Management has broad authority to make lending decisions. If management fails to generate attractive risk-adjusted loans on a consistent basis, our revenue and income could be materially and adversely affected and the market price of a share of our common shares is likely to decrease.
Our senior executives have unrestricted authority to originate, structure and fund loans subject to whatever policies our board of directors have adopted. Thus, management could authorize transactions that may be costly and/or risky, which could result in returns that are substantially below expectations or that result in losses, which would materially and adversely affect our business operations and results. Further, management’s decisions may not fully reflect the best interests of our shareholders. Our board of directors may periodically review our underwriting guidelines but will not, and will not be required to, review all our proposed loans. In conducting periodic reviews, our board of directors will rely primarily on information provided to them by management.
Our future success depends on the continued efforts of our senior executive officers and our ability to attract and retain additional qualified management, marketing, technical, and sales executives and personnel.
Our future success depends to a significant extent on the continued efforts of our co-chief executive officers, Jeffrey C. Villano and John L. Villano. They generate most, if not all, of our loan applications, supervise all aspects of the underwriting and due diligence process in connection with each loan, structure each loan and have absolute authority (subject only to the maximum amount of the loan) as to whether or not to approve the loan. We do not maintain key person life insurance for either of the Villanos. If either one of them is unable or unwilling to continue to serve as an executive officer on a full-time basis, our business and operations may be adversely affected.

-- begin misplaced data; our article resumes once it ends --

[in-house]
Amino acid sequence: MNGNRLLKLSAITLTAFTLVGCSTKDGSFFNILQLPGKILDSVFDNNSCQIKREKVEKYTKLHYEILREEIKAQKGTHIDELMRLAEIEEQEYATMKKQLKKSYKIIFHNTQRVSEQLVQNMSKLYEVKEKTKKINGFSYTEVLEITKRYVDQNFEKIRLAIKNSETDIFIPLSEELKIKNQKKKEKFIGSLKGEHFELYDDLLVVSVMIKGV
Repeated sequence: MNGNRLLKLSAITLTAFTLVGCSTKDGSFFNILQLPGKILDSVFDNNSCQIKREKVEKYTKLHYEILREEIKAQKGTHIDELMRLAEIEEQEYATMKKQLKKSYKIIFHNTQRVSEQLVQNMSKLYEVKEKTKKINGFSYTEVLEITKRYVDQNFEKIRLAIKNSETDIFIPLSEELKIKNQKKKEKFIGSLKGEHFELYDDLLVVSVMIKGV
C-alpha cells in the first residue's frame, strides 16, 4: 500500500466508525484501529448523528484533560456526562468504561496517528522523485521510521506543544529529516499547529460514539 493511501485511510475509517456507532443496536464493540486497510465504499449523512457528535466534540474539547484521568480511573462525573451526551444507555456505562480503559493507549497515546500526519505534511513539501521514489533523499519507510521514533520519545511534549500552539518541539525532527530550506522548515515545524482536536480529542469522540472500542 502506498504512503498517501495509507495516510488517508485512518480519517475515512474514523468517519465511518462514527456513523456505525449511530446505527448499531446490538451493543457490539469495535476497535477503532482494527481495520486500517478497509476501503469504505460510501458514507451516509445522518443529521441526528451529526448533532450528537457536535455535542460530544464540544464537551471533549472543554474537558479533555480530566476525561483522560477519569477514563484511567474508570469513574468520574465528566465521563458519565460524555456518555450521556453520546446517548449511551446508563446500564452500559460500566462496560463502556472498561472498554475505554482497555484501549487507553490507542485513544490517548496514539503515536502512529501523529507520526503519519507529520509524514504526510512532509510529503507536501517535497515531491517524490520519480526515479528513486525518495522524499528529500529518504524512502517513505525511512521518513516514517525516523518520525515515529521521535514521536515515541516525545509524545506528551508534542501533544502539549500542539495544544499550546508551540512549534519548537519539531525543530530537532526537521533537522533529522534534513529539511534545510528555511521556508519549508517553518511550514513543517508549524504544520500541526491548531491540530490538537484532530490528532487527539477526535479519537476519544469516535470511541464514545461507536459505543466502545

As our business continues to grow, we will also need to recruit, train and retain additional managerial and administrative personnel as we begin to deploy the net proceeds and grow our business. This includes experienced real estate finance professionals, sales and marketing people, finance and accounting personnel, information technology professionals as well as administrative and clerical staff to support them. In addition, to manage our anticipated development and expansion, we must implement and upgrade our managerial, operational and financial systems and expand our facilities. Due to our limited resources, we may not be able to effectively manage the expansion of our operations or recruit and train additional qualified personnel. The loss of any of our key executives, or the failure to attract, integrate, motivate, and retain additional key personnel could have a material adverse effect on our business. We compete for such personnel against numerous companies, including larger, more established companies with significantly greater financial resources than we possess. This may result in weaknesses in our infrastructure, give rise to operational mistakes, loss of business opportunities, loss of employees and reduced productivity among remaining employees. In addition, our expanded operations could lead to significant incremental operating costs and may divert financial resources from other projects. We cannot assure you that we will be
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successful in attracting, training, managing or retaining the personnel we need to manage our growth, and the failure to do so could have a material adverse effect on our business, prospects, financial condition, and results of operations. If we cannot effectively manage our expected development and expansion, our expenses may increase more than expected, our ability to increase our revenue and profits could be jeopardized and we may not be able to implement our overall business strategy.
Terrorist attacks and other acts of violence or war may adversely impact the real estate industry generally and our business, financial condition and results of operations.
Over the last few years there have been several high profile and successful terror attacks around the world including in the United States. In addition, over the last several months there have been several violent attacks on government officials and law enforcement officers in various cities in the United States. Any future terrorist attacks or a prolonged period of civil unrest, the anticipation of any such attacks, and the consequences of any military or other response by the United States and its allies may have an adverse impact on the U.S. financial markets and the economy in general. We cannot predict the severity of the effect that any such future events would have on the U.S. financial markets, including the real estate capital markets, the economy or our business. Terrorist attacks and prolonged periods of civil unrest could also adversely affect the credit quality of some of our loan portfolio, which could have an adverse impact on our financial condition, results of operations and the market price of our common shares.